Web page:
Lemon balm is a lemon-scented herb native to Europe, North Africa, and West Africa and is from the same family as mint. Lemon balm powder has been traditionally used to help improve mood, foster relaxation, ease digestion, insomnia, stress headaches, and more. In this article we are going to explore the question, what is lemon balm used for and if supplementing with lemon balm is right for you. Lemon balm will be a prominent ingredient in Easy Sleep™, our all-natural sleep aid which will be released in July.
Lemon balm powder has been shown to help reduce symptoms of stress, boost mood, and foster relaxation. In a 2004 double-blind, placebo-controlled, randomized, balanced crossover experiment 18 healthy individuals were given two separate single doses of standardized M. Officinalis extract (lemon balm) and a placebo on separate days separated by a 7-day washout period. The results found that those who supplemented with 300 - 600 mg of lemon balm had significant feelings of calmness and reduced feelings of alertness with no reduction in accuracy.
Lemon balm may be able to also help reduce symptoms of anxiety, nervousness, and excitability throughout the entire body. Recent research published in 2014 studied the mood and cognitive effects of food containing lemon balm. Participants in the study reported positive effects on "various aspects" of mental well-being including improved mood and reduced feelings of anxiety and excitability shortly after supplementing with lemon balm. Similarly to the study done on if lemon balm can help reduce stress, the participants in this study were also given 300-600 mg of lemon balm.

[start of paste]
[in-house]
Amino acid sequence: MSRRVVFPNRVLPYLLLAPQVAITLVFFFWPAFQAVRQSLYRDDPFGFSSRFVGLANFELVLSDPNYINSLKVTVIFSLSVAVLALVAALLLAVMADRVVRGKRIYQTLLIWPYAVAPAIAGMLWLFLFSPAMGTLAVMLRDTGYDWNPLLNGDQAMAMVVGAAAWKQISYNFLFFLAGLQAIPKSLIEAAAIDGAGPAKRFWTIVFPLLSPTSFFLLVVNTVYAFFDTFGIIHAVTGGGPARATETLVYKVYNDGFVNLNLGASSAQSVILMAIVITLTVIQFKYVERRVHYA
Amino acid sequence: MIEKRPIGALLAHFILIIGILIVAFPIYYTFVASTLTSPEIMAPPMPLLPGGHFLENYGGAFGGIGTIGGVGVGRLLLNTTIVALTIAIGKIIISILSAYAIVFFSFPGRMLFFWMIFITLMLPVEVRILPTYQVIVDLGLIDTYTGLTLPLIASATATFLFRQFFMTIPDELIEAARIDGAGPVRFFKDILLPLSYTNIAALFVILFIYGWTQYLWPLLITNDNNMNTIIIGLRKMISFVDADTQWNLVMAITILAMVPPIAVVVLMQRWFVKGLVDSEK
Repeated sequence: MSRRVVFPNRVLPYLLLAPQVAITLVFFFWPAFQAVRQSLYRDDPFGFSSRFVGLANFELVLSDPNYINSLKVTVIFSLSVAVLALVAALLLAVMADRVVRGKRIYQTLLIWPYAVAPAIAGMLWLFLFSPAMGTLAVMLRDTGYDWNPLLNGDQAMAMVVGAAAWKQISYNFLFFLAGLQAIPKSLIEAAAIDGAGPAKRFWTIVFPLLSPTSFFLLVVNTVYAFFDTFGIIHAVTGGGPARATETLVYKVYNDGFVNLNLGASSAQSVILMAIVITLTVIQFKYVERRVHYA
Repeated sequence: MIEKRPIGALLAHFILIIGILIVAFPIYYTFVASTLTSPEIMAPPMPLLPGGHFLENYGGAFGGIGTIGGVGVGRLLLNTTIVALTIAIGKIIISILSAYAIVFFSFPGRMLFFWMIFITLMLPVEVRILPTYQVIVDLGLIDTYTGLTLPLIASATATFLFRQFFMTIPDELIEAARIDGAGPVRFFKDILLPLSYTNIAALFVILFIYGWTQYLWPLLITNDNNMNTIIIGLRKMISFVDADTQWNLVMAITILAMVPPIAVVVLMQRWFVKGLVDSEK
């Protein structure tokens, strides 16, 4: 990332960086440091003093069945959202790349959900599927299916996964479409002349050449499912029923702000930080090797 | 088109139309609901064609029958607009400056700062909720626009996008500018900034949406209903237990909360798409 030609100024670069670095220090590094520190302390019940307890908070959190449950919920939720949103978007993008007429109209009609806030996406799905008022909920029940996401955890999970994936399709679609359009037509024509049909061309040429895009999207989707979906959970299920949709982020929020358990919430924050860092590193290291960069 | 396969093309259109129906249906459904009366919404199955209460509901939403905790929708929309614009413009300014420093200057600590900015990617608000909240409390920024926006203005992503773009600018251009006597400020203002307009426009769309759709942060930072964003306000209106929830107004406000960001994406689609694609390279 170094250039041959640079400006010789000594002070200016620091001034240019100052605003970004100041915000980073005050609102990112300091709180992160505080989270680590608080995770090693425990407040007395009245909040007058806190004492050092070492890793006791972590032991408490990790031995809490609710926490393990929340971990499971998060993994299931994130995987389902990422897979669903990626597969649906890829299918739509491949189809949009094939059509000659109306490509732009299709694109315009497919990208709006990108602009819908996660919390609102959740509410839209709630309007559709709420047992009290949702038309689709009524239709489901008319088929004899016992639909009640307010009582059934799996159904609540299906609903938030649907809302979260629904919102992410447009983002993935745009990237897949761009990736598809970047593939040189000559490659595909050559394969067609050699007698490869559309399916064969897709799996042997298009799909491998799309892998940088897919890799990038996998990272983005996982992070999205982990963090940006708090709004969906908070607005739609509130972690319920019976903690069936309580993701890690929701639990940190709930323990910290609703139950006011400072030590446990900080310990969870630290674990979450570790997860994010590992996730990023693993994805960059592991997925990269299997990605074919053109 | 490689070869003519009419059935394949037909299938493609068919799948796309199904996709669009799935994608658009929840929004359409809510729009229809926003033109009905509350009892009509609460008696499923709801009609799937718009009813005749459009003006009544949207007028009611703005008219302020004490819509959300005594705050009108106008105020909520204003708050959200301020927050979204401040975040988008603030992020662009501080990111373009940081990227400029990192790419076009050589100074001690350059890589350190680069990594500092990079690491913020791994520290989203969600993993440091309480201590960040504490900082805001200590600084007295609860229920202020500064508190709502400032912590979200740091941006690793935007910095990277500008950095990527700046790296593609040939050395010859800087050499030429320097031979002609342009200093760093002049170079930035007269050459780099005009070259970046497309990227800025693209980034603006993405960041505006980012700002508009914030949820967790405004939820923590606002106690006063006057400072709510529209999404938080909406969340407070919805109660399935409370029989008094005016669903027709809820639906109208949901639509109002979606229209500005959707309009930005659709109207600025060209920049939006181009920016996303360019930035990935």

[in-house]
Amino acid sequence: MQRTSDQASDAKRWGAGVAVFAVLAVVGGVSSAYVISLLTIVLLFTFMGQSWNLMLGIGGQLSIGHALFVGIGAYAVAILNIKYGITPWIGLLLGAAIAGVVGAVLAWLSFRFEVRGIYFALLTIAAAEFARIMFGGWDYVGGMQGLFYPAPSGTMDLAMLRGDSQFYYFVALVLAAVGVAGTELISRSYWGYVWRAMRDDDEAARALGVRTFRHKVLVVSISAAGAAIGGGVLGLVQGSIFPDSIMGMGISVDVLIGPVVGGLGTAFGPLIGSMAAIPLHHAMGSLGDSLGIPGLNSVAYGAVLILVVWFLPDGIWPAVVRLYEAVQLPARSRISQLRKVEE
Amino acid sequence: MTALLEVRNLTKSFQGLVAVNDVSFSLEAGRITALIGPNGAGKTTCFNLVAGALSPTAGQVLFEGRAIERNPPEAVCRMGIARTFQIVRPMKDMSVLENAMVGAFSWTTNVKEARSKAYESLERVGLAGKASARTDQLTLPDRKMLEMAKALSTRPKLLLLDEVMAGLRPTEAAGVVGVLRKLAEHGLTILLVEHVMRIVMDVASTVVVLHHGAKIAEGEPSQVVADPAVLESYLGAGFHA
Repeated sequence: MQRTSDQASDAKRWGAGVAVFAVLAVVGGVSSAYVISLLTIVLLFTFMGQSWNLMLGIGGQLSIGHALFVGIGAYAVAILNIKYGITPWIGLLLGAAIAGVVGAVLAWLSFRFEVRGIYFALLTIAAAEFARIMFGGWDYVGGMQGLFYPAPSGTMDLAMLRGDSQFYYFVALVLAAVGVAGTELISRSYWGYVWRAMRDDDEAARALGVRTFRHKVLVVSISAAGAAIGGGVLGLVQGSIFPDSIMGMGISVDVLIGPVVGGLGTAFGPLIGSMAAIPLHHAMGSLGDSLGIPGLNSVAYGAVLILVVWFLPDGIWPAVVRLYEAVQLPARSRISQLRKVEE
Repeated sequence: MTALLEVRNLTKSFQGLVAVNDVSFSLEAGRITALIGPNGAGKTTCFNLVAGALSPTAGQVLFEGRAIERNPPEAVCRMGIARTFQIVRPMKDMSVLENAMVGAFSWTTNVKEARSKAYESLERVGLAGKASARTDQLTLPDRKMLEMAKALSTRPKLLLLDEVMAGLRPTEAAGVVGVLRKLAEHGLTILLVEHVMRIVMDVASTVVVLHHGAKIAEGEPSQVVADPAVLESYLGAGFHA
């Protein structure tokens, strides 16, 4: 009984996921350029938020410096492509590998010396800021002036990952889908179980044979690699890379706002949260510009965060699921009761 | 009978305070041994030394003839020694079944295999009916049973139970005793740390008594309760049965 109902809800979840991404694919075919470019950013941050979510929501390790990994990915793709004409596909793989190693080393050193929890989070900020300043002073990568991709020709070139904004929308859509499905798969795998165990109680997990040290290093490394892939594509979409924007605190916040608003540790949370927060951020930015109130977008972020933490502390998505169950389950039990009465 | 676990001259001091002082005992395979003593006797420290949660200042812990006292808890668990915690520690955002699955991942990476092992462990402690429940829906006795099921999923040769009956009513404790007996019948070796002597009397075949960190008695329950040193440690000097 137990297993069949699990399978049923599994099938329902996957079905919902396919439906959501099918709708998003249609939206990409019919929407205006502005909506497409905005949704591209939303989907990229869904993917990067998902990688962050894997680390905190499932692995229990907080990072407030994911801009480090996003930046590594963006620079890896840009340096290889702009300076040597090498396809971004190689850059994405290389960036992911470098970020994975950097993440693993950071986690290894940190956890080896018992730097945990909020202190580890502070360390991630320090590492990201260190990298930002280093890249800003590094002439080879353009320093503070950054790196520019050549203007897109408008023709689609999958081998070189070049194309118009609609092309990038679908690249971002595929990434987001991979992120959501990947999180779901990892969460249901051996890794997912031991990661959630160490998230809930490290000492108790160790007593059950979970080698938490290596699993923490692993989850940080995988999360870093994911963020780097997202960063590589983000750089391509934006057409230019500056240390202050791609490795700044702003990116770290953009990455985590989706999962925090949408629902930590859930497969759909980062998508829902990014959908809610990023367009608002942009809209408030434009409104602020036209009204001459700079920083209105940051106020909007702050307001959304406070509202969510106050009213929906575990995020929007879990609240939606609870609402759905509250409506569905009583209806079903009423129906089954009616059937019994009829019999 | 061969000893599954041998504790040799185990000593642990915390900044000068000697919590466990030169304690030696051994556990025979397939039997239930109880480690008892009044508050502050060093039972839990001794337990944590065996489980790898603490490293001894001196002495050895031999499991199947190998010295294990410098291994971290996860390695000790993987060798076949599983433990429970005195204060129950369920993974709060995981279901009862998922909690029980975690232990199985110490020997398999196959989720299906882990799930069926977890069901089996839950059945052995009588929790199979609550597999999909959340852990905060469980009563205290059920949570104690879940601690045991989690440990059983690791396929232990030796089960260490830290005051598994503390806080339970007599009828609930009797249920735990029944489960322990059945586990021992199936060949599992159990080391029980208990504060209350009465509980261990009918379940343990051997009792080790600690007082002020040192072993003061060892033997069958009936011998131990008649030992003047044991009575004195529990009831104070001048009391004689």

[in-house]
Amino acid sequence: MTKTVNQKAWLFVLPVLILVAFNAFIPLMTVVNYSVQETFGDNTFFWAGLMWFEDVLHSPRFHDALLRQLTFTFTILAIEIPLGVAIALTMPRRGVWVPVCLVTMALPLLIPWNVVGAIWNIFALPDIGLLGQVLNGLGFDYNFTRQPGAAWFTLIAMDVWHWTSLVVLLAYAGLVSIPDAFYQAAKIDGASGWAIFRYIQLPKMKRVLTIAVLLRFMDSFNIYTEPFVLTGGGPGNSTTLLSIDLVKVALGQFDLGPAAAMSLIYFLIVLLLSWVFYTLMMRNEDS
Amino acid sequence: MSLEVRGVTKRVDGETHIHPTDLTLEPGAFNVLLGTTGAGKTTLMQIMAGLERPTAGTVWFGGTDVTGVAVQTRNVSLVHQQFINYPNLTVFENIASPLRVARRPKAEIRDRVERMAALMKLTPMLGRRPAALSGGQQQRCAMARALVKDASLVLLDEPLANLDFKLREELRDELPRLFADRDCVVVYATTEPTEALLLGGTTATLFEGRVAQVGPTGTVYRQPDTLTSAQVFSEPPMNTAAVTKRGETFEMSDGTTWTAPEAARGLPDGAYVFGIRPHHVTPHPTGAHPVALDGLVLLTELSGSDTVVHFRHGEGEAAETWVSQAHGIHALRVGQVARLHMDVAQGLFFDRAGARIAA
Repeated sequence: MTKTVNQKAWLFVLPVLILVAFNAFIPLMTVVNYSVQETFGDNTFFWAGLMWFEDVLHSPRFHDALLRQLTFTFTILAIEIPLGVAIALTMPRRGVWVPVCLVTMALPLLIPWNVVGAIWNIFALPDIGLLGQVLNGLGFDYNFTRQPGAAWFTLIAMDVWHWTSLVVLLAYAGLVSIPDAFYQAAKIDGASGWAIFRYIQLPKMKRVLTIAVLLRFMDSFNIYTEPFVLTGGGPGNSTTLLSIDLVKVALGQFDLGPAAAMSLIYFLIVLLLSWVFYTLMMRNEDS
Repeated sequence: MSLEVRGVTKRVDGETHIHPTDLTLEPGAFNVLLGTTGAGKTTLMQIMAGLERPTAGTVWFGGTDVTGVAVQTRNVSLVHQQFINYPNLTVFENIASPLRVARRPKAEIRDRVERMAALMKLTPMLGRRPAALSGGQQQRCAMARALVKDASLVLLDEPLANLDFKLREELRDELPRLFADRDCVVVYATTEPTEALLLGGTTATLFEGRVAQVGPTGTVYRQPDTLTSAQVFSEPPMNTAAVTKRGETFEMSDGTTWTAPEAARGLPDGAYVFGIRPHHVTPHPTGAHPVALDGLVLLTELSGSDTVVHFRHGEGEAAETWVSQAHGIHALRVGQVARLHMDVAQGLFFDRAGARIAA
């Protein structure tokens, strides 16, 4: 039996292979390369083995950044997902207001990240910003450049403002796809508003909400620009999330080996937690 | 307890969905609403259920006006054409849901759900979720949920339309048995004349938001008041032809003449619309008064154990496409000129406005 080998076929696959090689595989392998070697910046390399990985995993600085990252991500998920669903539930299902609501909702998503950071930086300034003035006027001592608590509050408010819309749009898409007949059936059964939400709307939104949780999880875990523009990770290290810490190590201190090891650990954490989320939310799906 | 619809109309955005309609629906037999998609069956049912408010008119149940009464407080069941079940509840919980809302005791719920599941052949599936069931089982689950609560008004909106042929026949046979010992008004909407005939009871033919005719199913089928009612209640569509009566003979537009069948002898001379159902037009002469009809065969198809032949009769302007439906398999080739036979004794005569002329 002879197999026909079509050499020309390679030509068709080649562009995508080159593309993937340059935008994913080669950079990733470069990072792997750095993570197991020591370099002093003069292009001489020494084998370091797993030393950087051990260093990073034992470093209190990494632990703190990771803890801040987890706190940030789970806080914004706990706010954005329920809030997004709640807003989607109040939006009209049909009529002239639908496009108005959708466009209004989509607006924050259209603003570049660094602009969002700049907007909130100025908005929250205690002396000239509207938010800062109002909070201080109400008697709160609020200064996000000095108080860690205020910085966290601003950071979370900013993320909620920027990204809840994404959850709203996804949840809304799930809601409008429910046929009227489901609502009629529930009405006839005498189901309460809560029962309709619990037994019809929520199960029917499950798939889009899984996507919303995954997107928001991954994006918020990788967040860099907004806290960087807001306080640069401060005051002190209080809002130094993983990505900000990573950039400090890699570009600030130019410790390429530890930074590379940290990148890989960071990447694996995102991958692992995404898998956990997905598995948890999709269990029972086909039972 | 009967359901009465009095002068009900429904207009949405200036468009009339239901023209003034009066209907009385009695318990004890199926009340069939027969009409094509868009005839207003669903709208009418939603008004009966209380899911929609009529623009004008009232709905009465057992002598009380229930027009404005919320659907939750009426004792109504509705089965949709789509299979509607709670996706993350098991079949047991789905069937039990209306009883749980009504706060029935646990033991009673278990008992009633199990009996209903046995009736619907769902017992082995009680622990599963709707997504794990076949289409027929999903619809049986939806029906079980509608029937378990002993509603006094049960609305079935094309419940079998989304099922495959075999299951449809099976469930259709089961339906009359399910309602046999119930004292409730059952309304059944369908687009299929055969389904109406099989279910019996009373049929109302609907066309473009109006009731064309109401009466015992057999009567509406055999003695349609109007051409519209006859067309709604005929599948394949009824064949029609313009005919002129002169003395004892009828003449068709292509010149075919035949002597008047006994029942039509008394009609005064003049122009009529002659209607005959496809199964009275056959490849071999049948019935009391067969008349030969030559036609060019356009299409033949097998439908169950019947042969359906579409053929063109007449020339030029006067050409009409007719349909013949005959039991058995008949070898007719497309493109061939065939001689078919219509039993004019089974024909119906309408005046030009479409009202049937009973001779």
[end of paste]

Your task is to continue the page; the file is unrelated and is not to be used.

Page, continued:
Lemon balm has shown a promising ability to improve sleep quality and duration and help ease insomnia. In a 2006 lemon balm-related study, researchers found that children who took lemon balm experienced a 70 to 80 percent improvement in sleep and lack of sleep symptoms. Both the researchers and parents regarded lemon balm as being a "very good" treatment to help ease insomnia.
If you experience frequent abdominal pain and or discomfort, lemon balm may have a beneficial effect on your digestion. In a small 2010 study, researchers gave participants a dessert similar to sobert with or without lemon balm. Participants who ate the sobert with lemon balm experienced less (or not at all) of an upset stomach than those who did not. Although this study has been replicated multiple times and results look promising, more research is needed in this regard.
Lemon balm may not only help relieve and aid in indigestion but also may effectively help treat nausea. A 2005 review assessing the results of several studies on lemon balm found that it can be useful in helping treat gastrointestinal symptoms such as nausea. Drinking a cup of lemon balm tea at the first sight of nausea may be more effective than consuming a lemon balm capsule in regard to nausea.
A 2015 study researched the effect lemon balm had in reducing the intensity of cramps in 100 high school girls and found the girls who supplemented with lemon balm rather than the placebo reported a significant reduction in symptoms. The intensity of PMS symptoms was analyzed one, two, and three months before and after the trial. More research is needed to confirm the results of this study but the results and research to date are extremely promising.
Indigestion of lemon balm can help ease headaches caused by stress, also known as stress headaches by relaxing tight blood vessels which can further contribute to headaches. If you frequently experience stress headaches you may find it beneficial to consume 300 to 600 mg of lemon balm up to three times per day.
For most healthy individuals lemon balm is safe to use, is natural, and comes with a variety of benefits. A few possible anecdotal side effects of lemon balm consumption include:
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